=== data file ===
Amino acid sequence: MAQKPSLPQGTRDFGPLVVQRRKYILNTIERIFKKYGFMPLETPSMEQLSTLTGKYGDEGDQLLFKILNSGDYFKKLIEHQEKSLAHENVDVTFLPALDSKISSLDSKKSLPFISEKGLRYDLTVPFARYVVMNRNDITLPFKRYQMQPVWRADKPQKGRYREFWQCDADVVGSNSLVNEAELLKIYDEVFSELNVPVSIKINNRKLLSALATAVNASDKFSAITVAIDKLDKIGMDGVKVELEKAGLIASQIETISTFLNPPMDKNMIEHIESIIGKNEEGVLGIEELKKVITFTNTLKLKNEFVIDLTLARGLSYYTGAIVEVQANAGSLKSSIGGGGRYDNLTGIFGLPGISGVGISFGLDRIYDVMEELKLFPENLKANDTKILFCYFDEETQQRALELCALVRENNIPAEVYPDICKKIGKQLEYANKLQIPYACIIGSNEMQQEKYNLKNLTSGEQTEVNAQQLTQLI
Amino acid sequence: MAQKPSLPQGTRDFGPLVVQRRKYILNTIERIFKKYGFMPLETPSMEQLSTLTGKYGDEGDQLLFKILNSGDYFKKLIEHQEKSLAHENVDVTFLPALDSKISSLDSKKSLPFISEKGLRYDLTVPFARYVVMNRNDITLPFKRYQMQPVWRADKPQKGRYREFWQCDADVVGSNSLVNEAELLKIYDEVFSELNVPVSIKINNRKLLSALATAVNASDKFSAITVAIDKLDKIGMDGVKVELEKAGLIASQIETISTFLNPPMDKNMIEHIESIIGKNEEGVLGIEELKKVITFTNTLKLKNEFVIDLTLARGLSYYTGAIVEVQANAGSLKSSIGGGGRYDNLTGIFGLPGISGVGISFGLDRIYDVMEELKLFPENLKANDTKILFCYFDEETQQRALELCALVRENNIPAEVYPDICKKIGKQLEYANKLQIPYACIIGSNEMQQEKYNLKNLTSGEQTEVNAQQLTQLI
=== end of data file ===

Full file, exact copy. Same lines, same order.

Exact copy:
Amino acid sequence: MAQKPSLPQGTRDFGPLVVQRRKYILNTIERIFKKYGFMPLETPSMEQLSTLTGKYGDEGDQLLFKILNSGDYFKKLIEHQEKSLAHENVDVTFLPALDSKISSLDSKKSLPFISEKGLRYDLTVPFARYVVMNRNDITLPFKRYQMQPVWRADKPQKGRYREFWQCDADVVGSNSLVNEAELLKIYDEVFSELNVPVSIKINNRKLLSALATAVNASDKFSAITVAIDKLDKIGMDGVKVELEKAGLIASQIETISTFLNPPMDKNMIEHIESIIGKNEEGVLGIEELKKVITFTNTLKLKNEFVIDLTLARGLSYYTGAIVEVQANAGSLKSSIGGGGRYDNLTGIFGLPGISGVGISFGLDRIYDVMEELKLFPENLKANDTKILFCYFDEETQQRALELCALVRENNIPAEVYPDICKKIGKQLEYANKLQIPYACIIGSNEMQQEKYNLKNLTSGEQTEVNAQQLTQLI
Amino acid sequence: MAQKPSLPQGTRDFGPLVVQRRKYILNTIERIFKKYGFMPLETPSMEQLSTLTGKYGDEGDQLLFKILNSGDYFKKLIEHQEKSLAHENVDVTFLPALDSKISSLDSKKSLPFISEKGLRYDLTVPFARYVVMNRNDITLPFKRYQMQPVWRADKPQKGRYREFWQCDADVVGSNSLVNEAELLKIYDEVFSELNVPVSIKINNRKLLSALATAVNASDKFSAITVAIDKLDKIGMDGVKVELEKAGLIASQIETISTFLNPPMDKNMIEHIESIIGKNEEGVLGIEELKKVITFTNTLKLKNEFVIDLTLARGLSYYTGAIVEVQANAGSLKSSIGGGGRYDNLTGIFGLPGISGVGISFGLDRIYDVMEELKLFPENLKANDTKILFCYFDEETQQRALELCALVRENNIPAEVYPDICKKIGKQLEYANKLQIPYACIIGSNEMQQEKYNLKNLTSGEQTEVNAQQLTQLI